Once you are left with a pool of contractors that are evenly matched in qualification, expertise, and reputation, the final factor that should influence your decision should be the fee that they charge. Generally, contractor fees vary in relation to the type and amount of work, the number and cost of permits required for the job, and the contractor’s job credentials. Knowing the fee range for certain projects allows you to decide what fee is too low, which is usually a red flag, and what fee is too high. The average home improvement contractor in Wyoming charges between $35 to $70 per hour. The fee for specific categories of contractors vary by locality and the ranges are estimated below:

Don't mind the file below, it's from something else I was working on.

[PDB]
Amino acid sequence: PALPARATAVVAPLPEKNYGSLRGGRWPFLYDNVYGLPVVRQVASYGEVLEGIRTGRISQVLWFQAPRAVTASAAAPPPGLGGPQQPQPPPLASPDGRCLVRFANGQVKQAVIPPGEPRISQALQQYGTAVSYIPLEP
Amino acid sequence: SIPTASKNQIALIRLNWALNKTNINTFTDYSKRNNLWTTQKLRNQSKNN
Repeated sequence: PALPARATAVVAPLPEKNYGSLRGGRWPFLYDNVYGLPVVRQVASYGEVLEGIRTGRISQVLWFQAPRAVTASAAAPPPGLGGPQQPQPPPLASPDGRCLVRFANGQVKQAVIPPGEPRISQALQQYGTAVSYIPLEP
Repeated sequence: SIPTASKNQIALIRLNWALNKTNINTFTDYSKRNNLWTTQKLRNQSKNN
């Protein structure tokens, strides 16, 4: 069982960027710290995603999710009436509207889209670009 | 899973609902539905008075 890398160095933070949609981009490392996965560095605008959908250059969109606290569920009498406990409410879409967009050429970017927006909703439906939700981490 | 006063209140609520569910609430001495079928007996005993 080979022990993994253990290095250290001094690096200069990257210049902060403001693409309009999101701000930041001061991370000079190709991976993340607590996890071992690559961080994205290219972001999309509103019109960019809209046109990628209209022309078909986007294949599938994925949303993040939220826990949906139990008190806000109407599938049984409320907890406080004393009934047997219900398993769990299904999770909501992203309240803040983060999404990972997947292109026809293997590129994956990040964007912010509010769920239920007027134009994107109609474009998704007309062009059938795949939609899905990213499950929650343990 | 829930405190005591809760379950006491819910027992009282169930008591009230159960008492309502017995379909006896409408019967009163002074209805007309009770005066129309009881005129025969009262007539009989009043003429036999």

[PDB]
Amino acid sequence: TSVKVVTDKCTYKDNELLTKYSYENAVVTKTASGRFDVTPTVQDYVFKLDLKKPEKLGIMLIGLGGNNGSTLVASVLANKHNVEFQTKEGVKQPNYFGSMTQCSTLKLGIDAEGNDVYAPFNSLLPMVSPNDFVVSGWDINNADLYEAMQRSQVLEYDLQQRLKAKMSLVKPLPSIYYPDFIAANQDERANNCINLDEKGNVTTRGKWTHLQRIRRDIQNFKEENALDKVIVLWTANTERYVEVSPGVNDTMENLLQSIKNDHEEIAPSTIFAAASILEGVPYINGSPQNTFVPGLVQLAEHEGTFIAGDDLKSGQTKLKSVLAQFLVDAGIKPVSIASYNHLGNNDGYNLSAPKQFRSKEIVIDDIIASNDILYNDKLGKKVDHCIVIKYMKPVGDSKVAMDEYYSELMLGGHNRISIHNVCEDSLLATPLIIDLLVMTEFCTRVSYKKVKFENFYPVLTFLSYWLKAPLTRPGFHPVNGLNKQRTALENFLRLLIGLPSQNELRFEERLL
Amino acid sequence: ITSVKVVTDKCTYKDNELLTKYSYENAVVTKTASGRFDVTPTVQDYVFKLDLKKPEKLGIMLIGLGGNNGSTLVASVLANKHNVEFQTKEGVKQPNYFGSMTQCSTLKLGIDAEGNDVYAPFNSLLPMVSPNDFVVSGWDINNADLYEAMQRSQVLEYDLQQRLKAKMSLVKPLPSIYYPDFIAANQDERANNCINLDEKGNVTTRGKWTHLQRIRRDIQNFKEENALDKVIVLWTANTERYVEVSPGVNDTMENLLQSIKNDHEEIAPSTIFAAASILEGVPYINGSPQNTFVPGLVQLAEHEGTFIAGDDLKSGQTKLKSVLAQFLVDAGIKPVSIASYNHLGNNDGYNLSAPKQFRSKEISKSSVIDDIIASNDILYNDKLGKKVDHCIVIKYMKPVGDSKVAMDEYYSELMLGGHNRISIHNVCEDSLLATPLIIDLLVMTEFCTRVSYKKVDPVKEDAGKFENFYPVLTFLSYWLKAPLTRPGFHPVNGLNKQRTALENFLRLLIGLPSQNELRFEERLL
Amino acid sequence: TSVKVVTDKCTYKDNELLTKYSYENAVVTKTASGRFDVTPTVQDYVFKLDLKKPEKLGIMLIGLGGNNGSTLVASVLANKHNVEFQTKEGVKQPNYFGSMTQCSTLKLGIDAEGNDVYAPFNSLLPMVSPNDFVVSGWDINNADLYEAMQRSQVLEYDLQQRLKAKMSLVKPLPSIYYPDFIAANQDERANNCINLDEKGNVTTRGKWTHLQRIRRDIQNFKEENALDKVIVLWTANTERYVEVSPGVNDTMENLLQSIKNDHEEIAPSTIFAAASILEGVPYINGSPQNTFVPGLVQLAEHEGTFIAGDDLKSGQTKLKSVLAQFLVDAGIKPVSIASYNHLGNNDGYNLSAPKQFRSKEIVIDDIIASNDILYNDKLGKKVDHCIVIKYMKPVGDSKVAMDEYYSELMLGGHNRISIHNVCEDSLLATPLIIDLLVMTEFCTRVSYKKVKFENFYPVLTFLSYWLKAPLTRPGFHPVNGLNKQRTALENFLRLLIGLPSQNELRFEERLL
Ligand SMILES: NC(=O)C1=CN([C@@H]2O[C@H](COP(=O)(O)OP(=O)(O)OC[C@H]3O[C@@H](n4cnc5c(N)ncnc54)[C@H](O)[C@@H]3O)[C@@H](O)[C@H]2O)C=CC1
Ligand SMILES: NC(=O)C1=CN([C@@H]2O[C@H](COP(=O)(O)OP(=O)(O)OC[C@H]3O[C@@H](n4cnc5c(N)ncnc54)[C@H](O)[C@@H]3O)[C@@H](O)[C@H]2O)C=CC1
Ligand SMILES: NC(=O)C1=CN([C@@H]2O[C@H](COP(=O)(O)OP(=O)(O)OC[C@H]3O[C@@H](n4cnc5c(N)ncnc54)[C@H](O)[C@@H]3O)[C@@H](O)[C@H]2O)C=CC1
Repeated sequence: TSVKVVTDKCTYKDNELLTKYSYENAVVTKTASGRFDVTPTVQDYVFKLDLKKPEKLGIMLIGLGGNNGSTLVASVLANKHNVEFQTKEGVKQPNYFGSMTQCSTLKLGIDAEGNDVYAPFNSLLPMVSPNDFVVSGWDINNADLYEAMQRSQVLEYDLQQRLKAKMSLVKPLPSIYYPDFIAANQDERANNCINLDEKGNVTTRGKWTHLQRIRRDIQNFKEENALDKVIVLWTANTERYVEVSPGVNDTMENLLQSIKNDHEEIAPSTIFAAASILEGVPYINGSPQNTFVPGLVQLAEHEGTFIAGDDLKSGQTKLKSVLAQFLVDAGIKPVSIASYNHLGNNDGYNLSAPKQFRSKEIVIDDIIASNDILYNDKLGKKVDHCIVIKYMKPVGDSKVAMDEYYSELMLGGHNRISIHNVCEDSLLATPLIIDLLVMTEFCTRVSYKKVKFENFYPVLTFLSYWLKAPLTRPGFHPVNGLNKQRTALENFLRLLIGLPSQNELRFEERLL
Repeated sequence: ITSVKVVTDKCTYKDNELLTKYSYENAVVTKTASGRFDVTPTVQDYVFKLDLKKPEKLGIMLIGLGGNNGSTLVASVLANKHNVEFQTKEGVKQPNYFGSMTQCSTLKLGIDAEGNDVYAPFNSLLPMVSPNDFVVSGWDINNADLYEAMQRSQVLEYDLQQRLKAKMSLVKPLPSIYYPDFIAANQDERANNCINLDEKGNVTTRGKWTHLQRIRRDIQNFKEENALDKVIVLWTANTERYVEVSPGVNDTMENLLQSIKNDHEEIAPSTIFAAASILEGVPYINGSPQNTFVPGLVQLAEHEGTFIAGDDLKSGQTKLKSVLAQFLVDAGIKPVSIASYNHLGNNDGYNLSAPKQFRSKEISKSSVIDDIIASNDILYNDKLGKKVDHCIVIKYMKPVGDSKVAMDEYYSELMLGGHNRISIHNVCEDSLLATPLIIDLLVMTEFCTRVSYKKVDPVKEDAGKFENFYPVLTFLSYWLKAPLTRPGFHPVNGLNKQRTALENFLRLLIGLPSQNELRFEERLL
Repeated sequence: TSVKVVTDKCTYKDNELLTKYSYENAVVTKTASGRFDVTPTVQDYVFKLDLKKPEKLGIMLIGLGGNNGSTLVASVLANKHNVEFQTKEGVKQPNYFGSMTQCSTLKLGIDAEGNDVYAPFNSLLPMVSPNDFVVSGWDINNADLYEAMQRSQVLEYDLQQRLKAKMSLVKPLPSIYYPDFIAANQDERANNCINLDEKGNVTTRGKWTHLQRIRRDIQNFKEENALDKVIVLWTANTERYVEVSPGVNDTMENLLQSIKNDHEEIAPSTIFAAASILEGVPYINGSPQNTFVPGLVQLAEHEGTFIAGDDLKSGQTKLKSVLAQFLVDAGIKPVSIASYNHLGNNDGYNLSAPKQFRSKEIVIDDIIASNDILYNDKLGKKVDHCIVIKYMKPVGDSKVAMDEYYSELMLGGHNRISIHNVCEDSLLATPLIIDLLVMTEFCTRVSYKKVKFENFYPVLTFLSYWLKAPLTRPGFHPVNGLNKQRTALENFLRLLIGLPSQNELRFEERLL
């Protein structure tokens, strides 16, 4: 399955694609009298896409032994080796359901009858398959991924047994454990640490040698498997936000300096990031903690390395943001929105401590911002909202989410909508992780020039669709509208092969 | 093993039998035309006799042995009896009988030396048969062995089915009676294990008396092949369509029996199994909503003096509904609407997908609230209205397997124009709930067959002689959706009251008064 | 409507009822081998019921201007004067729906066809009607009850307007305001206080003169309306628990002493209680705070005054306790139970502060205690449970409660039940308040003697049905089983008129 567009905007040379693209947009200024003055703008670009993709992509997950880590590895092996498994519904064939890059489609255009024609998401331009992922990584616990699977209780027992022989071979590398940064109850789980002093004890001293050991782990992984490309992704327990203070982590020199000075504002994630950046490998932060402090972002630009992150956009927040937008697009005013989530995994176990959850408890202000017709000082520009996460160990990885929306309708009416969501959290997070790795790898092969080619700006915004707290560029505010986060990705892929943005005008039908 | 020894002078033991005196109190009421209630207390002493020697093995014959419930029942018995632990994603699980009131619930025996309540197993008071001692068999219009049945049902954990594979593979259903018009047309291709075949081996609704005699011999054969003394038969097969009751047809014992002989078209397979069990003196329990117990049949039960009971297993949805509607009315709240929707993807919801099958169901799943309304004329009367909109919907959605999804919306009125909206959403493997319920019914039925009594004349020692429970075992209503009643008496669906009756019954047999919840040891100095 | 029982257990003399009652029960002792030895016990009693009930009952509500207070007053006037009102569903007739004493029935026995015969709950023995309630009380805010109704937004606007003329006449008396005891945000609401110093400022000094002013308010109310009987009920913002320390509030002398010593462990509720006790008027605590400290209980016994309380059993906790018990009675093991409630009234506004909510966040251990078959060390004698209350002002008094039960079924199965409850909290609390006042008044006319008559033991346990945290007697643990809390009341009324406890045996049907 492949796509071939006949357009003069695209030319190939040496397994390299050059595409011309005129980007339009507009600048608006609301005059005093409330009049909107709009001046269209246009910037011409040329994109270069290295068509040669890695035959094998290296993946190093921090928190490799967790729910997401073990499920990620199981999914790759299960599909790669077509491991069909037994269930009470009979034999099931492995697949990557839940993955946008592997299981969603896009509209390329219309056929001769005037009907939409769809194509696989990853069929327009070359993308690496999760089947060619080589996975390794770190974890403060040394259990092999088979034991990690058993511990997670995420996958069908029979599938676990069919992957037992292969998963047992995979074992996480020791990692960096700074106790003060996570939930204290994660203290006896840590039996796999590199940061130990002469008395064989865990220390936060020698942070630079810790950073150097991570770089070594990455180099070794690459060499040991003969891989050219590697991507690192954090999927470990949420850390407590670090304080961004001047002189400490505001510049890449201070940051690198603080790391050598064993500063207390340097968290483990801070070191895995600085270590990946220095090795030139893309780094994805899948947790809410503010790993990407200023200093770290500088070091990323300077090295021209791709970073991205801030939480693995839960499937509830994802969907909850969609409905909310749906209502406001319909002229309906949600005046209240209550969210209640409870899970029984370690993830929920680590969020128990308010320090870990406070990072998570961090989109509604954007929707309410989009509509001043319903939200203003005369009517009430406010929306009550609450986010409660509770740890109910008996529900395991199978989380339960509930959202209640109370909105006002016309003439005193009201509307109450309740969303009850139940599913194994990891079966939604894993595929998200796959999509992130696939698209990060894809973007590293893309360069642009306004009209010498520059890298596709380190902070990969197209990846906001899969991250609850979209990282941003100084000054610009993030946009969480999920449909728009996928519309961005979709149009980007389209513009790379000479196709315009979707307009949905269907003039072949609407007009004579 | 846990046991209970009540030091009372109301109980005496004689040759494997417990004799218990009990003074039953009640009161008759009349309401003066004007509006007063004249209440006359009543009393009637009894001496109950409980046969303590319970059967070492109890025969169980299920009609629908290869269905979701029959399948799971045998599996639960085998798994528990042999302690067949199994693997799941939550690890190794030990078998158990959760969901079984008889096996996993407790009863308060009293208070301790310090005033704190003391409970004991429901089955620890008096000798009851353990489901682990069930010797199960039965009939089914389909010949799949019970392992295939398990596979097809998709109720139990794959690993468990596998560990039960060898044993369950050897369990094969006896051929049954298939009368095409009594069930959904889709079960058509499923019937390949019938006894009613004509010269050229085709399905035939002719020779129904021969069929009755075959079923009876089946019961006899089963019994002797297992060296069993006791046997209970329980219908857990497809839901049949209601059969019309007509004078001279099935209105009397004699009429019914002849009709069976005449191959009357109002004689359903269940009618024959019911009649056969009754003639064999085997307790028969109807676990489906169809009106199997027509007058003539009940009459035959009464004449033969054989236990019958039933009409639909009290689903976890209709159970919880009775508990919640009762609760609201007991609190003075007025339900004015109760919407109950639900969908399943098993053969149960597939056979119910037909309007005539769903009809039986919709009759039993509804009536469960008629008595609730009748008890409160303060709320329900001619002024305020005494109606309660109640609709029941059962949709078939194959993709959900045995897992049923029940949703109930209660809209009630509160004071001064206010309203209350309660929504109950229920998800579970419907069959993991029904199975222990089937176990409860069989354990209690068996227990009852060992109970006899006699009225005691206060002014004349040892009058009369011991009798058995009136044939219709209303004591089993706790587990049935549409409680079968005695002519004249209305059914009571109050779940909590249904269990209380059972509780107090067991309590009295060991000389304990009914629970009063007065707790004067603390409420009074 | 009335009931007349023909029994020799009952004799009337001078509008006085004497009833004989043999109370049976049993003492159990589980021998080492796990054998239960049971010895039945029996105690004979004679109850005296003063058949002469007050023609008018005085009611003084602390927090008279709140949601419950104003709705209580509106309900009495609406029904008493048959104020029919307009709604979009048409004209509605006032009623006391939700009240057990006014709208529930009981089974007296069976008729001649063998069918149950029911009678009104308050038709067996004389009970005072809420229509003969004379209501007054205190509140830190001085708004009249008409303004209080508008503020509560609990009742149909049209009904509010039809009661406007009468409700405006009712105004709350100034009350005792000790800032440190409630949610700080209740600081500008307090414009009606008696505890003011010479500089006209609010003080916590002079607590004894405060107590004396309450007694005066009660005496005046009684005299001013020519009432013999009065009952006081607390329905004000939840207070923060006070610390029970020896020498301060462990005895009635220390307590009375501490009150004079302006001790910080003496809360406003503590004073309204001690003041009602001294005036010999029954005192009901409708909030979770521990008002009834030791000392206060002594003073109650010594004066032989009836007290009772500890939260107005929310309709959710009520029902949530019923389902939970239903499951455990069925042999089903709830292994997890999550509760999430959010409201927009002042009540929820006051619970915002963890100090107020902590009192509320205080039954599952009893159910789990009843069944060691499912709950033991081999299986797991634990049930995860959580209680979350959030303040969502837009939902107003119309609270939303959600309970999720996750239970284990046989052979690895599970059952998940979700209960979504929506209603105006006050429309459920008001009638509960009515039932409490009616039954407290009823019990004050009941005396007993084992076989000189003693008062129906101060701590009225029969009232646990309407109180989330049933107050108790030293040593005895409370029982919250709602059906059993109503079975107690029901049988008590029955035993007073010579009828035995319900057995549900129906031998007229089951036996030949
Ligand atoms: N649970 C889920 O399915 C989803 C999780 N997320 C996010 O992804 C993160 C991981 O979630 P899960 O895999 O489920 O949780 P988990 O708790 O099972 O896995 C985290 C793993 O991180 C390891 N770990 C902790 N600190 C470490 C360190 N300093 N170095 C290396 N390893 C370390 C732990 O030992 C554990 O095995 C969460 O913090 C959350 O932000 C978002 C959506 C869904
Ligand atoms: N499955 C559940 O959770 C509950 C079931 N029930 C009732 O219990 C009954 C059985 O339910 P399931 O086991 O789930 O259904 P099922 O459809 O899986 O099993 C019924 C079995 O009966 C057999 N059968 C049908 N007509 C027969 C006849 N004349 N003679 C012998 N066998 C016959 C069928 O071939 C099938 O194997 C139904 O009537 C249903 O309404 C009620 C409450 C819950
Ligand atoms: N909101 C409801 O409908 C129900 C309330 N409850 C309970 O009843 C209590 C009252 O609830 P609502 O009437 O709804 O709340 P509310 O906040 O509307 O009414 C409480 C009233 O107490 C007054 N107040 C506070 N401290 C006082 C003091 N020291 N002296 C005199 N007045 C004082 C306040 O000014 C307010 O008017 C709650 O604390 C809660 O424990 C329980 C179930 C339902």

Large and financed projects will, more often than not, require the services of a qualified attorney to supervise the legal and financing aspects of the projects. Attorneys in Wyoming charge around $60 to $150 hourly, which may be further determined by the size of the project in question and the level of an attorney’s professional certification.
What Are Home Improvement
Scams in Wyoming?
While there is usually a pool of reputable contractors to hire from in Wyoming and its localities, there are also individuals, licensed or not, who employ deceptive, dishonest, and fraudulent tactics to cheat unsuspecting homeowners. Possible scams inherent in hiring for home improvement projects include contractors' use of inferior supplies, deliberate inflation of prices, and doing shoddy work which will necessitate a repeat service in the near future. Some of the red flags which may indicate that a contractor may be scheming to scam you are given below:
- A contractor goes about conducting businesses in an unmarked or unidentifiable van or truck
- A contractor charges an unusually low price